A swampy, scrubby section of land that became one of Canada's most famous intersections is turning 150 years old on Saturday.
Winnipeg's Portage and Main, home to the city's tallest buildings and holder of the title as the country's windiest corner, is older than Winnipeg itself — the latter was incorporated in 1874 — has a colourful history that began with a crazy purchase in 1862.
The man who created Portage and Main
Read the history of Henry McKenney and his famous land purchase
That was the year Henry McKenney purchased a parcel of land that "was low and swampy, covered with scrub oak and poplar" where the north-south and east-west ox cart paths crossed.
He chose the location to build a store, a move most people shook their head about as it was a quarter-mile from the Red River colony near the Forks.
Settlers called him crazy, saying nobody in their right mind would think of building that far from the river, which was the only source of water at the time.
But it was McKenney site that would eventually become the business and banking centre of the city. Once a bustling, lively corner, pedestrians were chased underground when the city, in 1976, signed an agreement with private developers to open an underground concourse linking shopping malls under the intersection.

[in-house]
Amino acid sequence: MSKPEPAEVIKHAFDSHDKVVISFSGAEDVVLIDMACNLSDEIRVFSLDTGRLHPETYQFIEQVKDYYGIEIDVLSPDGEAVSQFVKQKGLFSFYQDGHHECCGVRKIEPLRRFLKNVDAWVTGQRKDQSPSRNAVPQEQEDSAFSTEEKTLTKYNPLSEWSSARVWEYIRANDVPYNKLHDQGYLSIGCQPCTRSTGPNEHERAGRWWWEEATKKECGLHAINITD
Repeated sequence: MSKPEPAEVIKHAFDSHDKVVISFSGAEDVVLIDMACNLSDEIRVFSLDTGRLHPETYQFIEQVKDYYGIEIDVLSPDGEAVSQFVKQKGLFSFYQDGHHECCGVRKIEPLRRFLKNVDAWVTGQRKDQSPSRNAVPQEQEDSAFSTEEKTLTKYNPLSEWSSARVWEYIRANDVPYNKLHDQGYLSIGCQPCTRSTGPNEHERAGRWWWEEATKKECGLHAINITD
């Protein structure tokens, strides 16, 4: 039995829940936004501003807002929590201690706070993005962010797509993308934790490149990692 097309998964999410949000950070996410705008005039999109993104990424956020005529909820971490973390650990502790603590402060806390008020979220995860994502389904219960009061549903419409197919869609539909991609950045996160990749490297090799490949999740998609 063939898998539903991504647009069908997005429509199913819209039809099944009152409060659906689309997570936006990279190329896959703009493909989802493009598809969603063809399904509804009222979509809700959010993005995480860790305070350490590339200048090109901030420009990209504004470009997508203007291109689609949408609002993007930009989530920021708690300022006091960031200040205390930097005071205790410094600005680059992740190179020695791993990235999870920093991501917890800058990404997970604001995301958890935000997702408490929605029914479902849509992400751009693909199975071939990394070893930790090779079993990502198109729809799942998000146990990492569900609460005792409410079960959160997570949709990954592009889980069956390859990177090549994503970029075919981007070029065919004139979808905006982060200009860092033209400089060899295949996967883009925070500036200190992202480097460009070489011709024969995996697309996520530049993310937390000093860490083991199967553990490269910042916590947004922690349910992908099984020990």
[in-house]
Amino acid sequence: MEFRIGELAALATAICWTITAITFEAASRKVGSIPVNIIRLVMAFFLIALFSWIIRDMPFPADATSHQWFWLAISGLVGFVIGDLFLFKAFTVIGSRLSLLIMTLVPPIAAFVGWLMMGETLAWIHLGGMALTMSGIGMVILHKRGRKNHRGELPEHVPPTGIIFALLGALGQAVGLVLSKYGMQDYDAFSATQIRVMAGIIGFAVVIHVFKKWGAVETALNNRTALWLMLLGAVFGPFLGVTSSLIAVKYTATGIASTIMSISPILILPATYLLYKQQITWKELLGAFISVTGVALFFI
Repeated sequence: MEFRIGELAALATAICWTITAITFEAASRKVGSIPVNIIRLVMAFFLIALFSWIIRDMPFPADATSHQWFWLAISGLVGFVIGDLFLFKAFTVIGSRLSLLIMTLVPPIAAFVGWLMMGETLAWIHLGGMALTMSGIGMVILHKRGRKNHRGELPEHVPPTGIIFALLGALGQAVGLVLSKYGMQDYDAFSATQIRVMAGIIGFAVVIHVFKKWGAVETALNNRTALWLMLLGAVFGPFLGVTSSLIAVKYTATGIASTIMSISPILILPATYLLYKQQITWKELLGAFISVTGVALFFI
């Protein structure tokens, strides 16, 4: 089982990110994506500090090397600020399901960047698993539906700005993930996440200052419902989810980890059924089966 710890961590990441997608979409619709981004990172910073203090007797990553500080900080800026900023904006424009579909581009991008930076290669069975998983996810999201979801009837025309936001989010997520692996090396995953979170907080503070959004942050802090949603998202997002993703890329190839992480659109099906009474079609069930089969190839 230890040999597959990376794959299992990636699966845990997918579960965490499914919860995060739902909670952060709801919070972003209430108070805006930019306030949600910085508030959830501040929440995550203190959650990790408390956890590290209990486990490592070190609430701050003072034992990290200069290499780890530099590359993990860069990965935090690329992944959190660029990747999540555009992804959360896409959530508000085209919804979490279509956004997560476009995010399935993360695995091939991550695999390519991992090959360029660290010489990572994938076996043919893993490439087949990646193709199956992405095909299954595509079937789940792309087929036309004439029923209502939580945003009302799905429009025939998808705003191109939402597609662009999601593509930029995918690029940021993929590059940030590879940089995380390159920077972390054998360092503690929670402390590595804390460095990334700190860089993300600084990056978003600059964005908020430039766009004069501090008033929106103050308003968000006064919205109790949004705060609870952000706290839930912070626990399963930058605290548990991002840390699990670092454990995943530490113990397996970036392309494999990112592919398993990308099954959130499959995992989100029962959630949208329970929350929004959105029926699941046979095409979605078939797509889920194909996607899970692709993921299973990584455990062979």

The agreement included a 50-year deal to permanently close the street-level pedestrian crossings.
There are numerous cultural references to the intersection, including the 1992 Randy Bachman and Neil Young hit song Prairie Town, with the chorus repeating the line "Portage and Main, 50 below".
Here's six other things you might not know about Portage and Main:
- It is featured on a 1974 8-cent stamp
- It is the answer to a question in Trivial Pursuit board game
- It is featured as a property on the Canadian monopoly game board
- The British band Blurt have a song named "Portage & Main" on their album Kenny Rogers' Greatest Hit
- The intersection is the setting for the Stompin’ Tom Connors song "Red River Jane"
- Vancouver band Portage and Main is named after the intersection
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